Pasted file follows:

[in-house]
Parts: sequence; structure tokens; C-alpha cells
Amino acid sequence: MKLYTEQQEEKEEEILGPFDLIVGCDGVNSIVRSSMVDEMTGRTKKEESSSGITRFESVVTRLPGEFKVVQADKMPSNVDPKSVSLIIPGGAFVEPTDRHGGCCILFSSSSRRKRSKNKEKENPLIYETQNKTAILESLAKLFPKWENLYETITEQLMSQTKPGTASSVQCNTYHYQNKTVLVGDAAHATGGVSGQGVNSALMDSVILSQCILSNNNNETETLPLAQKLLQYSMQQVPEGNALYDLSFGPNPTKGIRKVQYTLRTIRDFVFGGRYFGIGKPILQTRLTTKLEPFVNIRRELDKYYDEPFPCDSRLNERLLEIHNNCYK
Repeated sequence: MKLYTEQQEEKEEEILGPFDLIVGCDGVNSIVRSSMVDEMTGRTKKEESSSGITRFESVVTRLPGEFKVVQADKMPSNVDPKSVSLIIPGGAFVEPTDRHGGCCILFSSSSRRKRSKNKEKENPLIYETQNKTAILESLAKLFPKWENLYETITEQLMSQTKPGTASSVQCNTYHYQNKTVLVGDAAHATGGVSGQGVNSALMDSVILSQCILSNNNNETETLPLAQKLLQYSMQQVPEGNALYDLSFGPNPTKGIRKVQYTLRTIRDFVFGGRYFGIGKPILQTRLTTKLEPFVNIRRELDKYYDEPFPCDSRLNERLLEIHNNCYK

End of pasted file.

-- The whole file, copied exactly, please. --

[in-house]
Parts: sequence; structure tokens; C-alpha cells
Amino acid sequence: MKLYTEQQEEKEEEILGPFDLIVGCDGVNSIVRSSMVDEMTGRTKKEESSSGITRFESVVTRLPGEFKVVQADKMPSNVDPKSVSLIIPGGAFVEPTDRHGGCCILFSSSSRRKRSKNKEKENPLIYETQNKTAILESLAKLFPKWENLYETITEQLMSQTKPGTASSVQCNTYHYQNKTVLVGDAAHATGGVSGQGVNSALMDSVILSQCILSNNNNETETLPLAQKLLQYSMQQVPEGNALYDLSFGPNPTKGIRKVQYTLRTIRDFVFGGRYFGIGKPILQTRLTTKLEPFVNIRRELDKYYDEPFPCDSRLNERLLEIHNNCYK
Repeated sequence: MKLYTEQQEEKEEEILGPFDLIVGCDGVNSIVRSSMVDEMTGRTKKEESSSGITRFESVVTRLPGEFKVVQADKMPSNVDPKSVSLIIPGGAFVEPTDRHGGCCILFSSSSRRKRSKNKEKENPLIYETQNKTAILESLAKLFPKWENLYETITEQLMSQTKPGTASSVQCNTYHYQNKTVLVGDAAHATGGVSGQGVNSALMDSVILSQCILSNNNNETETLPLAQKLLQYSMQQVPEGNALYDLSFGPNPTKGIRKVQYTLRTIRDFVFGGRYFGIGKPILQTRLTTKLEPFVNIRRELDKYYDEPFPCDSRLNERLLEIHNNCYK